Bounce Rates – Studies have shown that higher ranking websites tend to have lower bounce rates (visitors that enter a page and then exit).
Visit Duration – How long visitors stay on the site and specifically target “destination” pages also appears to influence how Google views and ranks your site or page.
Assets – Higher performing pages also tend to not simply be limited to text content. Pages that visually enhance the user experience and comprehension (photos, graphics and particularly videos) also have greater consumer value and likely rank higher.
All of these factors focus on how visitors experience your website and send important signals to Google as to the quality of your content and the value you offer to users.
What About Returning Visitors?
One area the majority of practices overlook when reviewing their website traffic data is returning visitors. In fact, most have little interest in growing that number and only fixate on new visitors. However, returning visitors possess great opportunity for your practice and website.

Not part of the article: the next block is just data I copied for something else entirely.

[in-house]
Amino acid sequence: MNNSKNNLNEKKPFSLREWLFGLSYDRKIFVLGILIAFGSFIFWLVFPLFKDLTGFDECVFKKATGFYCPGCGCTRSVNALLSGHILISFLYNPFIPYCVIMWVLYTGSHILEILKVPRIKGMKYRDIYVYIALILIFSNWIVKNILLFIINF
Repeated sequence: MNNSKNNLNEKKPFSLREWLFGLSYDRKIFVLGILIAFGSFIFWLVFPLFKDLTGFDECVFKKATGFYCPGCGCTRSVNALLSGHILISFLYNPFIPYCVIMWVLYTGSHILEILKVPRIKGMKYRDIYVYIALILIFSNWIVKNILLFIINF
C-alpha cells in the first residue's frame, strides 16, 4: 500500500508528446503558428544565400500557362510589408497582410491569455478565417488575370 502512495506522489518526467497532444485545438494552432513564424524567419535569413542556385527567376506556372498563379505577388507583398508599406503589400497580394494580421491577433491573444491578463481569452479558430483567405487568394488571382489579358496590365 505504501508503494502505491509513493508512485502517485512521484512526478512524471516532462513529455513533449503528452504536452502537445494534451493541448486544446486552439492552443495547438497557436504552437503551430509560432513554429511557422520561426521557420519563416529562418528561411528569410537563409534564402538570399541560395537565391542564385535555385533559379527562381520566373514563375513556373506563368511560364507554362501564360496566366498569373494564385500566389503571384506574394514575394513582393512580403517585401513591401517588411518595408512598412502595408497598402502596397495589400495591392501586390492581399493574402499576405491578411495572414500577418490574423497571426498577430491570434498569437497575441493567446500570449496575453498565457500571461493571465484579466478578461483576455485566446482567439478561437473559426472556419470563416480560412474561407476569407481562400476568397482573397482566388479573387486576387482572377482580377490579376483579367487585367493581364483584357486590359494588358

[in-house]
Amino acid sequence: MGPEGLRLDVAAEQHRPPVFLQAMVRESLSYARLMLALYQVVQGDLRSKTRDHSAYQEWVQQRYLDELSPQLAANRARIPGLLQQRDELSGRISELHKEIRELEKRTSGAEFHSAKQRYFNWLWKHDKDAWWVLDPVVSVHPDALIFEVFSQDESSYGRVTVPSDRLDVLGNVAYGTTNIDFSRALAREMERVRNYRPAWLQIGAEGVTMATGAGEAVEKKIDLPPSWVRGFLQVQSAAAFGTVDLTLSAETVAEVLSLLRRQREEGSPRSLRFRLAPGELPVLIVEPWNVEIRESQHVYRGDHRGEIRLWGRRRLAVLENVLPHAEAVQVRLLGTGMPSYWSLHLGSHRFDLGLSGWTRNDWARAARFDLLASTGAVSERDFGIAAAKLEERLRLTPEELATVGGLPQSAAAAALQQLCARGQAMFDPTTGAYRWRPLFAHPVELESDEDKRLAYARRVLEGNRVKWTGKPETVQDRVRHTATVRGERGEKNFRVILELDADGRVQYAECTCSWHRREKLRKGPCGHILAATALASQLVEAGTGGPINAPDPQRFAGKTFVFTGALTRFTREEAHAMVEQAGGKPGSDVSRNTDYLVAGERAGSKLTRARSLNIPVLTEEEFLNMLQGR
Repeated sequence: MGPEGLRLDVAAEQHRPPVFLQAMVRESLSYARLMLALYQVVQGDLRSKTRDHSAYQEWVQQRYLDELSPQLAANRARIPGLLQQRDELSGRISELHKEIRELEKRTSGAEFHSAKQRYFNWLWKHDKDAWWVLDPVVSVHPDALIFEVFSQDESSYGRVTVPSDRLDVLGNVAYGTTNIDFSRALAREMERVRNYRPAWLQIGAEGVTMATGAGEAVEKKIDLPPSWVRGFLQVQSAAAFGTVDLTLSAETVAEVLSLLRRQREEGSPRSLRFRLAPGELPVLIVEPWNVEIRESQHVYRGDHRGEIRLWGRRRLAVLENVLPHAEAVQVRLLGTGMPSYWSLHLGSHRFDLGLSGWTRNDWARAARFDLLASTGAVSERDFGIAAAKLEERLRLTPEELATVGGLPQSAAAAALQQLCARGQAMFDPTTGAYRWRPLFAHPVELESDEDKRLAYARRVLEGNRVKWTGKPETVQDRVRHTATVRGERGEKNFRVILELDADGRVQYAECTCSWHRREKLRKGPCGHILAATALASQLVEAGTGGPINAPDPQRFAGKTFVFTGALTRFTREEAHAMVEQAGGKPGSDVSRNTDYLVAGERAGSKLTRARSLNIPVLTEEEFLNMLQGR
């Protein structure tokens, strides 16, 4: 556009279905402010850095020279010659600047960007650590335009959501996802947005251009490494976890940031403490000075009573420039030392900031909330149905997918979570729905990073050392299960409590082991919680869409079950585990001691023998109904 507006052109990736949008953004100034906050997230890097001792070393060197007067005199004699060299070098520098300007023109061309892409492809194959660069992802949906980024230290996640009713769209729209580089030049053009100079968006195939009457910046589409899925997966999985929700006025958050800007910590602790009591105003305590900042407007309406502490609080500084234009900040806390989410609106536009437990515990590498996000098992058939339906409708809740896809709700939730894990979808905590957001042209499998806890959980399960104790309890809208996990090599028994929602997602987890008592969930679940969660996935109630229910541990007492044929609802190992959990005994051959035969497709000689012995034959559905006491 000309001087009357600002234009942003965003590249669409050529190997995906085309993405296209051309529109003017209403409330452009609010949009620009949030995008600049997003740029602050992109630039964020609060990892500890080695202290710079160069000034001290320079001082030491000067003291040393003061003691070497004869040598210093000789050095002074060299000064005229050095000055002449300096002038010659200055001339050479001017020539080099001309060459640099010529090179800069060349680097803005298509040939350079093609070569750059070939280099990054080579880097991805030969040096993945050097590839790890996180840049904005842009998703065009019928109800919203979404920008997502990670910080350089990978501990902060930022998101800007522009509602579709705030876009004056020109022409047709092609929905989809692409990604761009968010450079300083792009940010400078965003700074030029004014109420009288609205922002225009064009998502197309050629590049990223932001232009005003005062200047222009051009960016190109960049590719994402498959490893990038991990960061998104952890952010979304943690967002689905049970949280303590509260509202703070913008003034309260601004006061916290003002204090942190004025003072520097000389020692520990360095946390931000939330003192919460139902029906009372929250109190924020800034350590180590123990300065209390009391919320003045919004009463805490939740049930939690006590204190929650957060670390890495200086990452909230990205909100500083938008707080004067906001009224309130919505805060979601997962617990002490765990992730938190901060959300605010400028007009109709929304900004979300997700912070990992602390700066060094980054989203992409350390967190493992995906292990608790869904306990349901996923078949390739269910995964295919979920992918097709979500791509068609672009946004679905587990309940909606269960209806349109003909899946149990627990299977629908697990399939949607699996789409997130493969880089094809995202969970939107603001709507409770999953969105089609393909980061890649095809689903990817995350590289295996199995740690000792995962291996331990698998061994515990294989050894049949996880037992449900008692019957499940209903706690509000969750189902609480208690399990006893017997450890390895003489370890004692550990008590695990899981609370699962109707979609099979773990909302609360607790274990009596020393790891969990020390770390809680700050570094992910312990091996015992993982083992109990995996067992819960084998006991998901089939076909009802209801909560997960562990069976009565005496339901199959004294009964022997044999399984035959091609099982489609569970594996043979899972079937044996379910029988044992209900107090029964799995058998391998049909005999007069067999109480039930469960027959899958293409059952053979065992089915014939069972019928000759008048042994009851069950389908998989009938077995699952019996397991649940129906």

The underlying signal returning visitors (and direct traffic) send to search engines is that the website is useful and memorable. If the vast majority of your website visitors are new, they bounce, and are one-and-done (never returning), it tells search engines that your site is not very sticky and visitors don’t like it enough to come back.
Improve Your User Statistics
In addition to sending the right message to Google that your site is worthy, retuning visitors who have already been to your site also tend to be much more engaged with your content and stay longer; all positive SEO signals.
Let me use our own website (www.page1solutions.com) as an example. The below recent Google Analytics data shows our top 10 visited pages.
Four of them are related to our blog, and three of them are actual blog posts, which we aggressively promote though our internal marketing efforts.
- The red arrows show that three out of our top 10 pages are blog posts.
- The red boxes identify how often each was the entry page for visitors to the website. Compared to the total views to each blog, it is obvious that the vast majority of traffic to these blogs were driven by outside referring sources.